Mary Poppins Returns
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All Critics (15)
| Top Critics (3)
| Fresh (11)
| Rotten (4)
A disturbing and oftentimes very funny satire-drama, Pity is about that complex, primal human craving called empathy and the distance we're willing to go to summon it.
Its sharpest passages ... exert the bracing, mouth-shuddering tang of neat ouzo: You know how it's going to taste, but it leaves you wincing anyway.
As stylized as Makridis' second feature is, it's grounded in recognizable behavior, and its sly, dry playfulness reverberates with fascinating questions about emotions and how we portray them.
In essence, this is more of the same mix of idiosyncratic banality which once seemed novel about a decade prior.
This deadpan style isn't fresh or new, and feels downright lackluster even in the hands of an incredibly talented director and screenwriter.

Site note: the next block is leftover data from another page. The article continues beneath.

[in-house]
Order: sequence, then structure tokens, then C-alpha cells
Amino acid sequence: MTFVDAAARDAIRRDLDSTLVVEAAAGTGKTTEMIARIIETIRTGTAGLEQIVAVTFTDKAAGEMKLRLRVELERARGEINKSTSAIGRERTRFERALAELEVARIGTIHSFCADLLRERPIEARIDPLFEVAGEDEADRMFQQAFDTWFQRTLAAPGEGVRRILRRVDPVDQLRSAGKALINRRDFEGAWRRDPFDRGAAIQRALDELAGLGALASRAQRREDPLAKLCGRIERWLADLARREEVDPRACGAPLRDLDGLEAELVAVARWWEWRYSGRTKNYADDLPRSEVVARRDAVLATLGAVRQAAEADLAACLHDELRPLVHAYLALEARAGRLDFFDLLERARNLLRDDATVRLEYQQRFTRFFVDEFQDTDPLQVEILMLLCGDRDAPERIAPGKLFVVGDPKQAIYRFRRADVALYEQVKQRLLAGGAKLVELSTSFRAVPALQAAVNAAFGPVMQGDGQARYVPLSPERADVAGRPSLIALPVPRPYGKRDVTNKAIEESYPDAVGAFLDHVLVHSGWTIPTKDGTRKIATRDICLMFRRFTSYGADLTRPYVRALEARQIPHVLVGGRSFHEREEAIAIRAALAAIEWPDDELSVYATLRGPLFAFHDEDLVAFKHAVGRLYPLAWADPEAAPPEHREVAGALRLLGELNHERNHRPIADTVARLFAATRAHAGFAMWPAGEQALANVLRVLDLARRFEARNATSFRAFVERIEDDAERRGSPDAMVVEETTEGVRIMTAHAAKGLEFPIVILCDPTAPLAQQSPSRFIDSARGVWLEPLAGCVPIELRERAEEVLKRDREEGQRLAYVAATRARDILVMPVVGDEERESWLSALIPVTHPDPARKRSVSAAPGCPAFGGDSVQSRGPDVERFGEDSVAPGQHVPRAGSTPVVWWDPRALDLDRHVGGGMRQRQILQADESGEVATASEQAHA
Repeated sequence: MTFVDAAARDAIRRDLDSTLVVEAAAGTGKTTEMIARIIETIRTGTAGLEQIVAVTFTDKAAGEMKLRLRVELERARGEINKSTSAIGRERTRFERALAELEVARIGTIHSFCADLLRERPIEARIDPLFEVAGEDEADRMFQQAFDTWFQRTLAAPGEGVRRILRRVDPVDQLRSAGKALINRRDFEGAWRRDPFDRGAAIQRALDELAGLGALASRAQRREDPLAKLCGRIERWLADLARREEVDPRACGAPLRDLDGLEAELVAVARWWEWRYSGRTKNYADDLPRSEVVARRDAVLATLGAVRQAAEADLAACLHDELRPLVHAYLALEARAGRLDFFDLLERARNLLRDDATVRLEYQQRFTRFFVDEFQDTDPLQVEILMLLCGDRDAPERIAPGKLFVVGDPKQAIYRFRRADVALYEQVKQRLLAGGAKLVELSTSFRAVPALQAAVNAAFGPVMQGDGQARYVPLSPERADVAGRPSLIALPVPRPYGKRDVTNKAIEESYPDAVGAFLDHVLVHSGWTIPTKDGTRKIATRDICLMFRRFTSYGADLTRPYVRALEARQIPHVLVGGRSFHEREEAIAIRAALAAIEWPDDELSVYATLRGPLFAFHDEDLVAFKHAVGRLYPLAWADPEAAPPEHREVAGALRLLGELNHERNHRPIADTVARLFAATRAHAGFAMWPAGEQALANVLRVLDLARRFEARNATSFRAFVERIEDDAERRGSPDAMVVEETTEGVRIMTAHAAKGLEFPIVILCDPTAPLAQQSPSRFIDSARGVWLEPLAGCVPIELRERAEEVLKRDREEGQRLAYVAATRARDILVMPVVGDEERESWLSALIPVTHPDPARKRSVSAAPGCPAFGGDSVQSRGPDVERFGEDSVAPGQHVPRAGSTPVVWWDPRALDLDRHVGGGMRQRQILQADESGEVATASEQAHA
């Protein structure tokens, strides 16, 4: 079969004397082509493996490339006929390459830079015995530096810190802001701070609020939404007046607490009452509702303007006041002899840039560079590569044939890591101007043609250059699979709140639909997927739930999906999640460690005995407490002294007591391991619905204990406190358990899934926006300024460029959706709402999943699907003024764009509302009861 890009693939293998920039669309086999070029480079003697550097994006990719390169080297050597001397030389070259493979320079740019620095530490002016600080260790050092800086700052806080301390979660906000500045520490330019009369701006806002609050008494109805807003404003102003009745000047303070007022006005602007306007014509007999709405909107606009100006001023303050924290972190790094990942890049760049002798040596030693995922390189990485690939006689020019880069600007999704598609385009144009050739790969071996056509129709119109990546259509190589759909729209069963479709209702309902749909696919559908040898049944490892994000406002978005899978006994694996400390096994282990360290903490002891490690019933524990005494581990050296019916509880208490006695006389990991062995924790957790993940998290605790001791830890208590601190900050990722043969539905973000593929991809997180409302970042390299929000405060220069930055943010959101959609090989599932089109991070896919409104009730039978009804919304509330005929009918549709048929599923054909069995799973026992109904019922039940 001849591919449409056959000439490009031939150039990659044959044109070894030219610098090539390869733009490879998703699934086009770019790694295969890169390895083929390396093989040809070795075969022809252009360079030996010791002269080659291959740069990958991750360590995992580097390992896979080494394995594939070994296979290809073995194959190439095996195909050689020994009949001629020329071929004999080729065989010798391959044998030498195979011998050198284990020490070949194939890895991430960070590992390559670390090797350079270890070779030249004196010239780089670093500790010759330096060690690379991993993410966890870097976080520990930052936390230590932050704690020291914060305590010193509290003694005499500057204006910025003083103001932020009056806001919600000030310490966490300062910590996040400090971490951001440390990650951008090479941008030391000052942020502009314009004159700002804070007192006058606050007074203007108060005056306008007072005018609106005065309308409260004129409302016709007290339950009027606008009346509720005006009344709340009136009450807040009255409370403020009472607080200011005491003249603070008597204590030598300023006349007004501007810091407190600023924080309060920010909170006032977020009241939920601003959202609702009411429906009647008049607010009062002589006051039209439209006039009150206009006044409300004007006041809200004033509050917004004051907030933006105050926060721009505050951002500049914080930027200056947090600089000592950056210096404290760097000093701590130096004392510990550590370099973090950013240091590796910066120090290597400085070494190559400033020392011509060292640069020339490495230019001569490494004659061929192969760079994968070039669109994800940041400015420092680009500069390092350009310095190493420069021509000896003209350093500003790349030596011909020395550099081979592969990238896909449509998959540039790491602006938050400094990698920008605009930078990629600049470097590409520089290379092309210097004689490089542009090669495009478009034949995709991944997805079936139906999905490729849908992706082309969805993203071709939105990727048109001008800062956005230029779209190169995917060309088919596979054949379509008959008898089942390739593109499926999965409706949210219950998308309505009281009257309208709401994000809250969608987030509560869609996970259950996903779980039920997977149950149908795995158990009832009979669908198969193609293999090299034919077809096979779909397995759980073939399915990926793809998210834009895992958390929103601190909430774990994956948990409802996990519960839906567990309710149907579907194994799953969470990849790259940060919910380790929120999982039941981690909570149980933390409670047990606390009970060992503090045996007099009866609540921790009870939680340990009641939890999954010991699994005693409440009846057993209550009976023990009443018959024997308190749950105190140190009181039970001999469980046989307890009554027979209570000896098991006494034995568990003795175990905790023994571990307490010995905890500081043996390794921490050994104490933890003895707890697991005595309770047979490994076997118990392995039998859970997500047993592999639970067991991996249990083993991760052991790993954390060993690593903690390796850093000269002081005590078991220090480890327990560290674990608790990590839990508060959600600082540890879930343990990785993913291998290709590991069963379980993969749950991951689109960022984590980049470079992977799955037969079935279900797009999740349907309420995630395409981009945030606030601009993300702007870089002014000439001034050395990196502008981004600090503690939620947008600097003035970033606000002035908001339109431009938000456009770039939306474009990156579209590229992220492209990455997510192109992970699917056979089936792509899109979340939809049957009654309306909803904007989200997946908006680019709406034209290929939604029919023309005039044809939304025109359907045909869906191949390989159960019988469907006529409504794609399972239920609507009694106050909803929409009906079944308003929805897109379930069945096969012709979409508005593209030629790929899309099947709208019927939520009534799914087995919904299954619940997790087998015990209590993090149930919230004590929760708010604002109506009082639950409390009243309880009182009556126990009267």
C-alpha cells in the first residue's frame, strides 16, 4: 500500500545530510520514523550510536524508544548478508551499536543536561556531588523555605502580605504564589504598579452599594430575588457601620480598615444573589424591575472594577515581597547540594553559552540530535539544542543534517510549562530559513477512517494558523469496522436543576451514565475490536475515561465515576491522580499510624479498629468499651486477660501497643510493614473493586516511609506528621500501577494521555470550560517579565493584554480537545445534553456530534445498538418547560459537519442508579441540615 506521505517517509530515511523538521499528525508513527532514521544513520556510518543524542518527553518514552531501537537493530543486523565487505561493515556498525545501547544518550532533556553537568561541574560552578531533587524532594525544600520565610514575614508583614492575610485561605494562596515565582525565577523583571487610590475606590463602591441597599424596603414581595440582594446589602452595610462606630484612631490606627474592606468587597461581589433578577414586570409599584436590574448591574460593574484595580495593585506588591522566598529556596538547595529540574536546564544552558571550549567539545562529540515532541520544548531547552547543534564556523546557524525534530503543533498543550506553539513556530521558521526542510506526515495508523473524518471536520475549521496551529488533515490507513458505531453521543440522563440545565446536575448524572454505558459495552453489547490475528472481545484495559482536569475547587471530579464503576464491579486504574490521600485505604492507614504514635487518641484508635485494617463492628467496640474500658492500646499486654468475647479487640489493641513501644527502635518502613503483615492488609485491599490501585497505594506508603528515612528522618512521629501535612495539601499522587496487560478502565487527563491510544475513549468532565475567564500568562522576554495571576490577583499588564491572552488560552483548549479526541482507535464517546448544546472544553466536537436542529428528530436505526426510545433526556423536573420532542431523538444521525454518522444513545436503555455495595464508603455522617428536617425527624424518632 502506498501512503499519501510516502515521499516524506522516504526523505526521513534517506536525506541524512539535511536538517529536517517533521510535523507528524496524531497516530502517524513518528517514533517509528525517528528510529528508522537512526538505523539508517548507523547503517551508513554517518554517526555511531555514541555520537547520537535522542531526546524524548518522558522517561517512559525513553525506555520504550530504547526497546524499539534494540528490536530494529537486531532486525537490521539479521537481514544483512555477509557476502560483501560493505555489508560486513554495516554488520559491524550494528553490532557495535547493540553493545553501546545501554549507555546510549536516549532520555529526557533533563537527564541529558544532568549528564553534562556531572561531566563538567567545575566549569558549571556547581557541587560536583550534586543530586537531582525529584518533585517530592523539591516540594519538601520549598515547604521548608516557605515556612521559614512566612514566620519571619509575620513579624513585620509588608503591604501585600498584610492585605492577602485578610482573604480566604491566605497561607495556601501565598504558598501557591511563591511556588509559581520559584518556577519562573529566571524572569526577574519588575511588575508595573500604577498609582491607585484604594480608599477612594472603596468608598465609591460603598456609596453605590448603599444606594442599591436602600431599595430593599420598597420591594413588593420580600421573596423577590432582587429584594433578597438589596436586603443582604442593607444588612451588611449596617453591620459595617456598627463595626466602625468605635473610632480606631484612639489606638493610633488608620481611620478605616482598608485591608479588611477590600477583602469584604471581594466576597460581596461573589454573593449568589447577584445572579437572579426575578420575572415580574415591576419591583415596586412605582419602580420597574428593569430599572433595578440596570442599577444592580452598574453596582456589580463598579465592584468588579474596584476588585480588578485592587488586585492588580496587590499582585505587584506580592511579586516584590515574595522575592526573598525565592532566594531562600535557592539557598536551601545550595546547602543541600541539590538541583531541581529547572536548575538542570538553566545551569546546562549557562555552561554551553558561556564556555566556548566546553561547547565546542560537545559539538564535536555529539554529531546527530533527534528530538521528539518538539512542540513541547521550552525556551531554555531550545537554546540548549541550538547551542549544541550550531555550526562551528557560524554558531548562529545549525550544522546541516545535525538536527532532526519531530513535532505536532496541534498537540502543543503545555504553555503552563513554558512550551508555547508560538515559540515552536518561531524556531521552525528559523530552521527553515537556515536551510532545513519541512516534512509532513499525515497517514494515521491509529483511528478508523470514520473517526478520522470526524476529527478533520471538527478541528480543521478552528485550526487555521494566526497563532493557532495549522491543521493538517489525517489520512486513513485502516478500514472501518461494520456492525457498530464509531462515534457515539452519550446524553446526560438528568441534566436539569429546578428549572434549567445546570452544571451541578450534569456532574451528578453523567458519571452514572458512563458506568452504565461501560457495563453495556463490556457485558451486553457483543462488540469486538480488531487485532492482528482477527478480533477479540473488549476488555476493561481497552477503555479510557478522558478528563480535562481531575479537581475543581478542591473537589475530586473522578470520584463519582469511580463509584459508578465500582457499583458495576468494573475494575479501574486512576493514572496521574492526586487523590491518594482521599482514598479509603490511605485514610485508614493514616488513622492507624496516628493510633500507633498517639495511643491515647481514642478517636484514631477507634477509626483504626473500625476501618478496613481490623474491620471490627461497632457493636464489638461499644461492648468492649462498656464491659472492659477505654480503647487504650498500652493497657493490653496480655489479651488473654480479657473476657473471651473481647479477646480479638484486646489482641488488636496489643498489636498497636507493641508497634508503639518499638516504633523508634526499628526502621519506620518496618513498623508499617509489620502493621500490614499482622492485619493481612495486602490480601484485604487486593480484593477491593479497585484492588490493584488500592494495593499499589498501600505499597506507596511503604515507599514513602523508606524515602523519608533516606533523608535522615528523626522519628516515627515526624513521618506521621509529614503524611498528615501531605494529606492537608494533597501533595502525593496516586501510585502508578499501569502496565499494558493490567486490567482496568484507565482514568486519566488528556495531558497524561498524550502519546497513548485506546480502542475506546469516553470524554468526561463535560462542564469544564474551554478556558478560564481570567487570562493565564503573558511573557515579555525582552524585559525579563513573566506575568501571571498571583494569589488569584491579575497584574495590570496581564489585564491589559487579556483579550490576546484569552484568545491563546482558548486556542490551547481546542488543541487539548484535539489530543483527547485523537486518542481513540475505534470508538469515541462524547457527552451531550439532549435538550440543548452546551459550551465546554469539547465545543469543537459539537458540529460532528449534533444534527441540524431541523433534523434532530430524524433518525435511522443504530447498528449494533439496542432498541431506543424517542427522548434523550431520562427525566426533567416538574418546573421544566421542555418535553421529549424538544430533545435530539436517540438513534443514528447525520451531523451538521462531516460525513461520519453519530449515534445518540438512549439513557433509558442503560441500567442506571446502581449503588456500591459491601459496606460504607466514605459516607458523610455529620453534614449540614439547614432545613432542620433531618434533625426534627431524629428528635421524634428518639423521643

The Greek Weird Wave's tendency to be uncompromising towards the audience is to be expected, and the cruelty that eventually emerges in Pity is unfortunately pretty predictable thanks to the brutality present in both The Lobster and Dogtooth.
A delightfully nasty piece of work, refusing to let either the lawyer or the audience off the hook as Makridis keenly observes how expressing sympathy has become ritualized to the point it no longer has meaning.
The situations are hilarious and horrifying all at once, the winning combination that makes every moment feel like a metaphorical punch in the gut... exactly the way our protagonist would like it.
Sharp-witted and entertaining throughout, with a cute final scene that will come as a relief to many viewers, Pity is a polished piece of filmmaking and well worth looking out for.
By the end, Pity transcends its simplistic premise to become a cogent allegory for the perils of solipsism.
Markridis has structured Pity as a slow burn, and this works just fine even though he tips his hand early.
Pity is a dark comedy that becomes even funnier in its delivery thanks to a deadpan performance from Yannis Drakopoulos.
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